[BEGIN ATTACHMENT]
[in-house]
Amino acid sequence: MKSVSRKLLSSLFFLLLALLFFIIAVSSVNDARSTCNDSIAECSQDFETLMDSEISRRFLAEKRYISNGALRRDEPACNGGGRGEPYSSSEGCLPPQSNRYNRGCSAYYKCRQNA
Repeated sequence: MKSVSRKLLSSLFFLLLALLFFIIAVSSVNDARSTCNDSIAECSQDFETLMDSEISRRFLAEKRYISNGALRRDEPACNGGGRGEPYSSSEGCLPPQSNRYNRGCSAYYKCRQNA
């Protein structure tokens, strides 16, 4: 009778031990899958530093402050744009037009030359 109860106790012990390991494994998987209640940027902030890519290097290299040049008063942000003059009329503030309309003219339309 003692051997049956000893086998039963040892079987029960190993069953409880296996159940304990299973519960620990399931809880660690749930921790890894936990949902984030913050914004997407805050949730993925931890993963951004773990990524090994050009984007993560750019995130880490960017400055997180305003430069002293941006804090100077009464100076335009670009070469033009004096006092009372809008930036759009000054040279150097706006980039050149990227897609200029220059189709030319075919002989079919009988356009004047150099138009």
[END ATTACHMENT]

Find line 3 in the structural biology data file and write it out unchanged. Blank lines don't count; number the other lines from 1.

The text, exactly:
Repeated sequence: MKSVSRKLLSSLFFLLLALLFFIIAVSSVNDARSTCNDSIAECSQDFETLMDSEISRRFLAEKRYISNGALRRDEPACNGGGRGEPYSSSEGCLPPQSNRYNRGCSAYYKCRQNA